After Prince takes his cuts, Big Daddy lights up his cigar and takes a few puffs. He's thinking about those summer days when Prince tagged along to his dad's job, hitting batting-practice homers (Prince's first was an upper-deck job at Tiger Stadium at age 12) and getting tossed into lockers by Big Daddy's teammates, giggling all the while. Now Cecil can envision a future for the two of them that again includes big league stadiums and clubhouses, but this time with him trailing along as the proud father.
What could be better? "A boy and his dad and baseball," Big Daddy says, blowing smoke. "They just go together. No question about it."
Cecil's career began with a lot less fanfare than his son's. He didn't play baseball at Nogales High in La Puente, Calif., until his junior year. Basketball was his game, though it's hard now to imagine Fielder as the high-flying point guard who averaged 27 points, 12 rebounds and 10 assists as a senior. After the Orioles drafted him in the 31st round in 1981, Baltimore scout Ed Crosby came to the Fielder house with this advice: "Cecil, stay in school." The Orioles didn't even offer a bonus. After Fielder spent one semester at Mount San Antonio College in Walnut, Calif., the Kansas City Royals chose him in the fourth round of the since scuttled secondary draft for players who had been drafted previously. K.C. threw in a $3,000 bonus, and Fielder headed to his rookie league team in Butte, Mont., where he hit 20 home runs in only 273 at bats and was an instant crowd favorite.
While Fielder always had a knack for hitting homers and winning fans with his beer-league-softball physique, he had a more difficult time convincing baseball executives that he could be an every-day player. After a 1983 trade sent him to the Toronto Blue Jays, he hit 31 home runs in 506 big league at bats from '85 through '88 but struggled for playing time. The Blue Jays allowed him to go to Japan, and it was there that Big Daddy proved himself. He hit 38 home runs for the Hanshin Tigers in '89, earning a two-year, $3 million deal with Detroit. He soon became the biggest thing in baseball, literally and figuratively, bashing his 50th and 51st homers on the final day of the 1990 season in Yankee Stadium. Fielder was the first player to have reached that plateau in 13 years.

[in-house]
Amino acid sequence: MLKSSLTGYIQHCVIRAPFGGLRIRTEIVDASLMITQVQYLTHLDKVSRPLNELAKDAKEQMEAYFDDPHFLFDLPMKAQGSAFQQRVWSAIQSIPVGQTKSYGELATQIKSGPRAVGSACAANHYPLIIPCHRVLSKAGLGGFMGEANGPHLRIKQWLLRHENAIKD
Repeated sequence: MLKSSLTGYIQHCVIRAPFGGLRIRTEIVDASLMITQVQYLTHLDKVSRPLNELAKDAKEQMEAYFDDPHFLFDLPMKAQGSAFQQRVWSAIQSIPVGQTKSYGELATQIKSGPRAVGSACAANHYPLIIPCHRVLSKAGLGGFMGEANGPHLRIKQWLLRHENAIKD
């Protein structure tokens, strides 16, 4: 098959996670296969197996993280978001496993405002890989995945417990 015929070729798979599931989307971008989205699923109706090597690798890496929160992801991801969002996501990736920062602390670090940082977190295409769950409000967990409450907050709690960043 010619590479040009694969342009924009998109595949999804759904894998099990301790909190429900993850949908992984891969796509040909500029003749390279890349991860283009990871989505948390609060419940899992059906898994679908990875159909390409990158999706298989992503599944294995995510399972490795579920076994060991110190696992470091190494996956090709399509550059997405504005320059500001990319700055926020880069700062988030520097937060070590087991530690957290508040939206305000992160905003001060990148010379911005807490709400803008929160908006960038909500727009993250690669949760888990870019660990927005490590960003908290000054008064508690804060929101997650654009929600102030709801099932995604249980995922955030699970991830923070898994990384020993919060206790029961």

Fielder's success was even sweeter because he shared it with his son, who spent several summers as the Tigers' de facto mascot. In hotels on the road the Fielder boys arose at around 10:30 and watched cartoons. By noon Prince would begin hectoring his dad to head for the park. Cecil would throw some BP to his son at around three, and even then the hefty seven-year-old could rake it. When game time rolled around, Prince repaired to the clubhouse, where he would usually fall asleep. In between he spent his time getting stuffed into laundry baskets and being playfully smacked around by veterans Pete Incaviglia and Tony Phillips. It's no surprise that Prince envisioned a similar life for himself when he grew up.